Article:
Stocks should rally if the U.S. and China agree to new negotiations and a ceasefire in the trade war, but the economic impact of tariffs will continue.Market Insiderread more
More than 300 companies are talking to government officials in Washington about how detrimental the trade war is.Marketsread more
Powell stresses the central bank's independence in a speech that comes amid continuous pressure from the White House to cut interest rates.The Fedread more
In a text message, Grisham confirmed to CNBC that she will still be working for the first lady even as she takes on her new roles.Politicsread more
Acting Customs and Border Protection Commissioner John Sanders is resigning amid the furor over the Trump administration's treatment of migrant children.Politicsread more
NBC is taking the office back from Netflix as it seeks to bolster its own streaming service launching in 2020.Technologyread more
Wayfair employees plan to walk out tomorrow, after no action was taken in response to their opposition to the company supplying border detention camps with beds for children.Retailread more
Micron beat analyst estimates on earnings and revenue for its fiscal third quarter of 2019.Technologyread more
Omarosa Manigault Newman, who had been a senior advisor to President Donald Trump before her firing, was sued for allegedly failing to file required financial disclosures.Politicsread more
San Francisco on Tuesday became the first city in the country to ban e-cigarettes after city officials voted in favor of an ordinance that prohibits the sale of any...Health and Scienceread more
See which stocks are posting big moves after the bell on June 25.Market Insiderread more
Facebook should not disband its election war room, a former Obama administration official told CNBC. Otherwise, Russia and other foreign nations could take it as a signal to ramp up disinformation campaigns on the social network.
"If Facebook is not watching, Moscow, Beijing and Tehran will try to exploit that episodic engagement and achieve gains," said Brett Bruen, who served as the White House's director of global engagement from 2013 until 2015 and led a task force against Russian meddling in Ukraine's 2014 election.
Bruen weighed in on Wednesday amid uncertainty about the status of the project. In October, Facebook showed the converted conference room filled with large screens and monitors to CNBC and other outlets. The company portrayed it as a centralized place where staffers would monitor the sprawling social network for attempts to influence voters and spread information ahead of the Brazilian and U.S. elections.
On Monday, Bloomberg reported a Facebook spokesperson saying that the war room had been disbanded and the company was still determining how to handle future elections.
In subsequent statements to CNBC and others, the company walked a fine line. The same team who staffed the war room is still working together, Facebook says, if not necessarily within same physical room. Facebook refused to give CNBC a clear answer as to whether the war room it showed earlier was currently staffed or unstaffed, but said it would be used again in future elections.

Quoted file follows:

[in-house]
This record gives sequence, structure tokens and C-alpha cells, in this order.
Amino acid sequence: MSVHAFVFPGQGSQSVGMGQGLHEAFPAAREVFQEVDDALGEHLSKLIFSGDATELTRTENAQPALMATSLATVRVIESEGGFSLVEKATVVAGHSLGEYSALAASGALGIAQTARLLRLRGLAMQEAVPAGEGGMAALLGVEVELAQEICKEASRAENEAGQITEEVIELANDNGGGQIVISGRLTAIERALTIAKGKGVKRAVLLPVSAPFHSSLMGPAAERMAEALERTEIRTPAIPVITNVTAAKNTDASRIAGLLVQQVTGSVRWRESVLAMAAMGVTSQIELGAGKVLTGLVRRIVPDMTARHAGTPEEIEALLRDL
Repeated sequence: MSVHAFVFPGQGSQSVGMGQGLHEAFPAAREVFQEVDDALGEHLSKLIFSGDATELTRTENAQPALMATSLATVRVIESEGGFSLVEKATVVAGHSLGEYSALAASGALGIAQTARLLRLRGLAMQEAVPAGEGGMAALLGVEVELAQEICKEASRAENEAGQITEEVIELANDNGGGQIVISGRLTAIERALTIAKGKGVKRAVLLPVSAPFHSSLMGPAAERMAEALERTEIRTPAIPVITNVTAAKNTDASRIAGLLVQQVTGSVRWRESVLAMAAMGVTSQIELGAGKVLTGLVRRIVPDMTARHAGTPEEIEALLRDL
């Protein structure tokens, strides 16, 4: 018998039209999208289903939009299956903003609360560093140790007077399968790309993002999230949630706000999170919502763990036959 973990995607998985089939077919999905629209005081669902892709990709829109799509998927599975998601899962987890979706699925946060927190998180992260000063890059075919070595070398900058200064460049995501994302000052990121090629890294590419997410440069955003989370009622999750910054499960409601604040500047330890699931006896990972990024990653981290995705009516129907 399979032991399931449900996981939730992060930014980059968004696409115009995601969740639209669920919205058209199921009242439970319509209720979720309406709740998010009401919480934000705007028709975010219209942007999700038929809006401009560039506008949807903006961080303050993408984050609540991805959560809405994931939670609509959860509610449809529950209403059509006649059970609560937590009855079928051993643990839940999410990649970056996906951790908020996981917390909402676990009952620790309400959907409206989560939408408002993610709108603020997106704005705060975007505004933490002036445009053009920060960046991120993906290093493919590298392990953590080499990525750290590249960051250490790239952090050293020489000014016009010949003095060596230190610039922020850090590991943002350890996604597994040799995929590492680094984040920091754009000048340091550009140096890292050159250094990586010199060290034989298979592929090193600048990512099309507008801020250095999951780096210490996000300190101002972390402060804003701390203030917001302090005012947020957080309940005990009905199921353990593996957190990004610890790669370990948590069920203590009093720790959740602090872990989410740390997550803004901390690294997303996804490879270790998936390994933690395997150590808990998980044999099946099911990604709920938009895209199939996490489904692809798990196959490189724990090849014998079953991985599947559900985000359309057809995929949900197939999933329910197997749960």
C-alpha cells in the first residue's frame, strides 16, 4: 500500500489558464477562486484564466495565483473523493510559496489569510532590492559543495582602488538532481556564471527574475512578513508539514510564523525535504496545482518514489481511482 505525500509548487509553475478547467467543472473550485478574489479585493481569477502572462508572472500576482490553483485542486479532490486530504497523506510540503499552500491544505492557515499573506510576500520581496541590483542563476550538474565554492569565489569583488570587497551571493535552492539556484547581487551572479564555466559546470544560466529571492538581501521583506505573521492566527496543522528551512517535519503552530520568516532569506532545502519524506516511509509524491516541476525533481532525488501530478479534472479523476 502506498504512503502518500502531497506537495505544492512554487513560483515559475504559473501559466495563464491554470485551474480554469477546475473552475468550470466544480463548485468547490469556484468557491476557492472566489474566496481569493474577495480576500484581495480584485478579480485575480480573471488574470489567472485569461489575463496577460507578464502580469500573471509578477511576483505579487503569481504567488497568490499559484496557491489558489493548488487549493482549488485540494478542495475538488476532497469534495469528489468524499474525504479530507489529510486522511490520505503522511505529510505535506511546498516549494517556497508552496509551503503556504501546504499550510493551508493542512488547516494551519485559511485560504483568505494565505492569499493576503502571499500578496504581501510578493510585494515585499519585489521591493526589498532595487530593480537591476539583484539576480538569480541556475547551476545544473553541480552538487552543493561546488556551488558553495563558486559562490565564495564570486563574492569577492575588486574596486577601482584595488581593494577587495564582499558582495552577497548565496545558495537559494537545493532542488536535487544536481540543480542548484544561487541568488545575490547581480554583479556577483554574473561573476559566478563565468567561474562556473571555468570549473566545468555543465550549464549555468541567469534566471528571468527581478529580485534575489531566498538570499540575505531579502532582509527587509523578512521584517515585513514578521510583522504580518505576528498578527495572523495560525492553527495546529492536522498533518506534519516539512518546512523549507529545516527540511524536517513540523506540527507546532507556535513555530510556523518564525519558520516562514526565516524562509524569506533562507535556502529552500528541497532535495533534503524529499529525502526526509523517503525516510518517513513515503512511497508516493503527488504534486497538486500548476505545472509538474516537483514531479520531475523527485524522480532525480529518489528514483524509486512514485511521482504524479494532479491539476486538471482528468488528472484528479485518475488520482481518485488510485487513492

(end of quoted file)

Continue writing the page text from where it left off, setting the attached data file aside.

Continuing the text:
Bruen isn't buying it.
"This is seen in Moscow as a superficial effort by Facebook to try to salvage its reputation rather than to seriously counter this threat," Bruen said. "If I'm at the Kremlin, I look at this and say, 'We now have an opportunity to gain ground because Facebook has taken its eye off the ball."
Bruen believes the war room should be a real thing that the company takes seriously. "It's as important to be out there saying that you're doing this stuff to keep offensive operations that Russians and others might want to launch at bay," Bruen said.
"The realization that I've come to, and I hope others will, is that what Sheryl [Sandberg] and Mark [Zuckerberg] did for the elections was largely for show."
Bruen speaks from experience.
Bruen's 2014 task force consisted of officials from various agencies, but after the Ukraine elections finished, the unit was disbanded. Bruen said he recommended that the U.S. State Department set up a crisis communications command center to track and respond to online operations. The recommendation was not taken, and two years later, Russian trolls used social media to interfere with the U.S. presidential elections.
"The most important lesson we learned in 2014 is that you have to have a standing capacity to track, to defend and if need be go on the offense against information warfare," he said. "It's like any other threat, like nuclear or chemical weapons."
Now, Bruen urges Facebook to not repeat the mistakes of the Obama administration and keep its war room operational.
"You have to be on guard with this. You need people sitting in the same place," he said. "They need to be developing the coordination and the communication capabilities that only happen when folks are sitting in the same room."
That no longer appears to be the case at Facebook.
Facebook's core investigative, policy, product and legal teams that worked together to combat information operation threats before and inside the election war room continue to work together, Nathaniel Gleicher, Facebook's head of cybersecurity policy, told CNBC on Friday.
"That team is still working together and still meeting and driving these investigations," Gleicher said.
The broader team that combats these threats consists of more than 30,000 people around the globe, the company said. Of those folks, only about 25 actually worked in the war room, Gleichar said.
"The war room is not a one-size-fits-all solution," Gleichar said. A spokesperson added, "this is just another tool in the suite of tools we have to help protect elections."
Facebook insists the war room will be set up ahead of future elections. "We're not a month out from any particular country's elections," the spokesperson said.